University of Manchester scientists sequester lead in perovskite solar cells for the first time
Research impact and institutes 18th February 2021
Solar panels are becoming increasingly common in the UK, but their uptake needs to accelerate in order to supply enough green energy for the UK. Traditional silicon solar panels are efficient at converting sunlight to useful energy, but they can be quite expensive and impractical for some uses.
This is where a newer form of solar panels may come in handy: perovskite solar cells.
These solar cells are becoming as efficient as silicon, yet differ in that they are made by simple solution processing and have the potential to be mass produced using roll-to-roll manufacturing, similar to the way newspapers are printed. This will drive the cost down significantly, making it more commercially viable to replace fossil fuel energy creation with solar energy.
What’s more, the perovskite cells can be made light and colourful, meaning they can be used in non-traditional settings like windows and on flimsy factory roofs so that buildings can power themselves.
The problem with perovskite
A major drawback with the most efficient perovskite materials is that they contain lead, which is a cumulative toxin. If the perovskite cells get damaged, lead ions may leak – potentially causing environmental issues if lead ions are entrained into water courses.
Sequestering the lead
New research at The University of Manchester, however, has resulted in a discovery that could eliminate the lead release from broken cells. The team is headed up by Professor Brian Saunders and Dr David Lewis. They have taken lessons from nature and developed a perovskite solar cell that contains a bioinspired mineral called hydroxyapatite, which is a major constituent of human bone.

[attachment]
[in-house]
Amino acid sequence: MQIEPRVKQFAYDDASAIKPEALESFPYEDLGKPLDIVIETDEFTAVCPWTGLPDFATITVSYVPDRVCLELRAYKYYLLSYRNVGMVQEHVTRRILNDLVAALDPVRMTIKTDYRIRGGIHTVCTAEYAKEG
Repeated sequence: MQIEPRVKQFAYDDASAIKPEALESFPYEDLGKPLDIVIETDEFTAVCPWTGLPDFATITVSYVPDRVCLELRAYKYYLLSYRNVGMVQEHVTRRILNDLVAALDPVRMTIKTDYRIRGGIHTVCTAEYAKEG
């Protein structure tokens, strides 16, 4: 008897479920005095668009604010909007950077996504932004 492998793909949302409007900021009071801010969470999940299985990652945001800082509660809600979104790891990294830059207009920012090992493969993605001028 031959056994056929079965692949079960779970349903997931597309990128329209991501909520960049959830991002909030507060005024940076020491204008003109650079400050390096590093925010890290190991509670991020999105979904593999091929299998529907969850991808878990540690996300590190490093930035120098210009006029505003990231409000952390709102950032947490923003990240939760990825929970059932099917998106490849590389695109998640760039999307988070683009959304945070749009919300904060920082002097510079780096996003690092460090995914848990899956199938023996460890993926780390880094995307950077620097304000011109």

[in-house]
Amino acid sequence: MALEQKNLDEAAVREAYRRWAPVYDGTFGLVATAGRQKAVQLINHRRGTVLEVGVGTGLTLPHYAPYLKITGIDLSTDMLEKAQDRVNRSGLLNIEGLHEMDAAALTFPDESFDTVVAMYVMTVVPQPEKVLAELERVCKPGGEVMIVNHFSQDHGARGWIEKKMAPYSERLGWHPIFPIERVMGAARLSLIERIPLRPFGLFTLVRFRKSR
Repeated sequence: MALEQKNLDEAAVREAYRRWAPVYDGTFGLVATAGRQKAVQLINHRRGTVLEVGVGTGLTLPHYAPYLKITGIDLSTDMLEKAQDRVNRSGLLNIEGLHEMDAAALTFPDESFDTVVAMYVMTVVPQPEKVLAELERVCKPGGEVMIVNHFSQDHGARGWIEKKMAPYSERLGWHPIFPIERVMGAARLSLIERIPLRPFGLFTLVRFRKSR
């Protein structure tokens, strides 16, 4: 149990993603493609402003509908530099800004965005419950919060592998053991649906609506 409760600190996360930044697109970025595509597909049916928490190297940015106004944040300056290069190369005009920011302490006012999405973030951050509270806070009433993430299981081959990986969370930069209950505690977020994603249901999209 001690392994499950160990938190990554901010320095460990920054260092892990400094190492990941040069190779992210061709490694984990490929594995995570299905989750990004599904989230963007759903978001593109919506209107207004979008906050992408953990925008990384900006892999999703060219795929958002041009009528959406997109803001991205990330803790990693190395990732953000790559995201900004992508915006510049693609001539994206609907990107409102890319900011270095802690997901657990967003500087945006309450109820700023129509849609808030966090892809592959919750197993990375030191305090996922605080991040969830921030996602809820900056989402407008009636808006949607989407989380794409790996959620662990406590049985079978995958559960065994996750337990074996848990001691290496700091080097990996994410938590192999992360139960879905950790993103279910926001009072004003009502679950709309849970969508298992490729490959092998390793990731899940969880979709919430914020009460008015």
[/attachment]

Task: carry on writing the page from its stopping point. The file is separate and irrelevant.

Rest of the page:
If the cells are damaged this bioinspired material acts as a ‘failsafe’, capturing and containing the lead in an inorganic matrix, so the toxins are not released in the environment and are stored as an inert mineral.
Another surprising result from the use of the hydroxyapatite scavenger is that it actually makes the perovskite solar cells relatively more efficient – by around 18%.
“By eliminating this problem, and by the incorporation of the bioinspired material into our cells, we also found the efficiency increased to around 21% for cells with hydroxyapatite added, from around 18% for control cells with no hydroxyapatite added,” says Professor Saunders.
An increased efficiency in panels means more energy can be generated, and at a lower cost. The research team hopes that the cells will bring forward the large-scale application of perovskite solar technology.
Energy is one of The University of Manchester’s research beacons – examples of pioneering discoveries, interdisciplinary collaboration and cross-sector partnerships that are tackling some of the biggest challenges facing the planet. #ResearchBeacons
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Words by Jo Cross / Kory Stout
Video by Kory Stout